Fish Consumption and Colorectal Cancer Risk: An Evaluation Based on a Systematic Review of Epidemiologic Evidence Among the Japanese Population

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Abstract

Objective

The association between fish consumption and colorectal cancer risk remains inconclusive. The present study systematically reviewed and meta-analyzed epidemiologic data on the association between fish consumption and colorectal cancer risk among Japanese.

Methods

Original data were obtained from MEDLINE searched using PubMed or from searches of the Ichushi database, complemented with manual searches. The associations were evaluated based on the strength of evidence, the magnitude of association and biologic plausibility. Meta-analysis was conducted according to the study design.

Results

Five cohort studies and 12 case–control studies were identified. Fish consumption was not significantly associated with colorectal, colon or rectal cancer risks. One cohort study showed a weak positive association with colorectal cancer, and another showed a weak inverse association with colon cancer in men and a moderate and weak inverse association with colon and rectal cancers in women. As regards case–control studies, four studies reported a weak inverse association, whereas one showed a weak positive association with colon cancer. Regarding rectal cancer, four case–control studies showed a weak inverse association, but two reported a weak-to-moderate positive association. The pooled relative risk/odds ratio (95% confidence interval) of colorectal cancer for the highest versus lowest category of fish consumption was 1.03 (0.89–1.18) and 0.84 (0.75–0.94) for cohort and case–control studies, respectively.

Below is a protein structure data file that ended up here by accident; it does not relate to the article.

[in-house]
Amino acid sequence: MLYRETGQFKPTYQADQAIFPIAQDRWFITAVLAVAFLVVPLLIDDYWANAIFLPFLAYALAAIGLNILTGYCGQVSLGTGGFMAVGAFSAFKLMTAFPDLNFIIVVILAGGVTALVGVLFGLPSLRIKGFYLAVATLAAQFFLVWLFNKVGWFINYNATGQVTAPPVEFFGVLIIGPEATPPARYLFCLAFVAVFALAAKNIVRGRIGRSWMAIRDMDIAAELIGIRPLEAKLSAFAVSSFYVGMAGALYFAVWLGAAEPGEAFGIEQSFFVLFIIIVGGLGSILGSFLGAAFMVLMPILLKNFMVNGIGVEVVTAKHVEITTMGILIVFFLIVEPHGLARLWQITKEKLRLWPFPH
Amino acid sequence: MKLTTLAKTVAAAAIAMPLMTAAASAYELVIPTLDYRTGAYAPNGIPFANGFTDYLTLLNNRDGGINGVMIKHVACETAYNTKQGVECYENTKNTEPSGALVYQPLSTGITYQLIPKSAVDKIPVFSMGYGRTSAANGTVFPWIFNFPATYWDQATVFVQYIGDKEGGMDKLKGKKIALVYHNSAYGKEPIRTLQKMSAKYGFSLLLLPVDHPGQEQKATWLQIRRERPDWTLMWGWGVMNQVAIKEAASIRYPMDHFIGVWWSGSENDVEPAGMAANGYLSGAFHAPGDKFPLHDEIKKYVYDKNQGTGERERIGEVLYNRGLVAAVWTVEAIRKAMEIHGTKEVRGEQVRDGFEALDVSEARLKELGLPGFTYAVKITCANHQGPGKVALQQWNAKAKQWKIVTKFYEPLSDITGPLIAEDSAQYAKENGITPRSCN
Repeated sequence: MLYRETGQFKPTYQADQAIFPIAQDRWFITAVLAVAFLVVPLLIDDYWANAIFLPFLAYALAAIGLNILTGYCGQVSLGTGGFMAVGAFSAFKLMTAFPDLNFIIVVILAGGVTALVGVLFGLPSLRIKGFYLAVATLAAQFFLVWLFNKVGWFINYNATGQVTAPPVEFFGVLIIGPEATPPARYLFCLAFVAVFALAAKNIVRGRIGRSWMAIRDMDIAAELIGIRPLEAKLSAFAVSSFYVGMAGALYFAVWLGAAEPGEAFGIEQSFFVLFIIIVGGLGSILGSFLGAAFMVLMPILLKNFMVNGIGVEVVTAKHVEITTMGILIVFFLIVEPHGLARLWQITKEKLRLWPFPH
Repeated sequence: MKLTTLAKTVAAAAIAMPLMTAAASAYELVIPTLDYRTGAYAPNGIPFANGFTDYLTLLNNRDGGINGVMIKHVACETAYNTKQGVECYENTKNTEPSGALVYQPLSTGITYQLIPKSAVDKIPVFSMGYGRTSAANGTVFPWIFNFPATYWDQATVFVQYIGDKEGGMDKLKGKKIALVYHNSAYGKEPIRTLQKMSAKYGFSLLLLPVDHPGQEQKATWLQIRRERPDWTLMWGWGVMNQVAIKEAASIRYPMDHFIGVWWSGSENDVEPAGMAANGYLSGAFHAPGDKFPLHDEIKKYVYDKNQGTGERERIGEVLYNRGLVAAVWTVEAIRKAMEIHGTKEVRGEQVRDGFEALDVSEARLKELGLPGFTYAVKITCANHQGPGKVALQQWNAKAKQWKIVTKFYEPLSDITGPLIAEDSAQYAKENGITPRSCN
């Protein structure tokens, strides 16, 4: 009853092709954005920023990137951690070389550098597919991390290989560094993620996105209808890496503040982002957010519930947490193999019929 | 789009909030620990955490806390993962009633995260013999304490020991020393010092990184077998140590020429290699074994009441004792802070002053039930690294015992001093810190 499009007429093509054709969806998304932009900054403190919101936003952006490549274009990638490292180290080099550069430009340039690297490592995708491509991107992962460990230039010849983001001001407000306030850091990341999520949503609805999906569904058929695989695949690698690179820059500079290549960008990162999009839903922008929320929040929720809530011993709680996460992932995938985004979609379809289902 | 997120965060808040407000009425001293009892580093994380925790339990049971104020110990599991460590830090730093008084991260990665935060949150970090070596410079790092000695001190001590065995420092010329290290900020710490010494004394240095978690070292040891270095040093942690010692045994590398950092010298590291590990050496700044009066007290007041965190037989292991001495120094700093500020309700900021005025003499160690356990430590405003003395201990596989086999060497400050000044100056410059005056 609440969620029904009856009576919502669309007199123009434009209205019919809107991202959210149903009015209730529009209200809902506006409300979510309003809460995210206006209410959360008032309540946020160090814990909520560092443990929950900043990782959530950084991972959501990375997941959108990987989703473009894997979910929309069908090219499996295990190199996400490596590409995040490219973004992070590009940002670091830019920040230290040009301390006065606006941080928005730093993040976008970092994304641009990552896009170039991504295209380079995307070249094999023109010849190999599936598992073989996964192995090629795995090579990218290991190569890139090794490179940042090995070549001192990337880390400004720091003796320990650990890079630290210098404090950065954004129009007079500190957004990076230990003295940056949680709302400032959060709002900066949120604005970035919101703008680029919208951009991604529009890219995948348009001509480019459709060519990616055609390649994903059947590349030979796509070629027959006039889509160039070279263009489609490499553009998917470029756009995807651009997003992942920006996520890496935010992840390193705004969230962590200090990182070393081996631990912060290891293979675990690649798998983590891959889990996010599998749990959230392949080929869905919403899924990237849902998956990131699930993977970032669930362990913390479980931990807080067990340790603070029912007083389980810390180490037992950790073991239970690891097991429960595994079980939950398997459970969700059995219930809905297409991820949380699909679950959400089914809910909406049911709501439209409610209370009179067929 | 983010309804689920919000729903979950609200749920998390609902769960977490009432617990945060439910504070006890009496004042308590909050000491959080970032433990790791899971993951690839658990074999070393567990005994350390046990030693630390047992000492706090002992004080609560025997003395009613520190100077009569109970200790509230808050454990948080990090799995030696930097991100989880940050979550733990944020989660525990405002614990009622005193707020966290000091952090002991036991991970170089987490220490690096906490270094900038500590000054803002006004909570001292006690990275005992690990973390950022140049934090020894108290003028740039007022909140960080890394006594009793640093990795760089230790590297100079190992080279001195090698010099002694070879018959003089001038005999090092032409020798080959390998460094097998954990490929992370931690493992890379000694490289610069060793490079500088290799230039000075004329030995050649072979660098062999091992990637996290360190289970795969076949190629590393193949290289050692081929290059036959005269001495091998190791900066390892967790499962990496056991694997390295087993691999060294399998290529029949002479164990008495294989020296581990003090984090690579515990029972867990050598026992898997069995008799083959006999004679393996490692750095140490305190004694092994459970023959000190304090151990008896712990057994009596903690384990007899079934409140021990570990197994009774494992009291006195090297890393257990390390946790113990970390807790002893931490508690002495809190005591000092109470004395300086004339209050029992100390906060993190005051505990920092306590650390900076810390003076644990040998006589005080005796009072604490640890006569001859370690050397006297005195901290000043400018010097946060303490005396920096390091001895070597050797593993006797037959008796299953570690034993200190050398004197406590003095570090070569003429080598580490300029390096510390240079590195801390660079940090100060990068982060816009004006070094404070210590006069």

Conclusions

There was insufficient evidence to support an association between fish consumption and the risk of colorectal cancer among Japanese.

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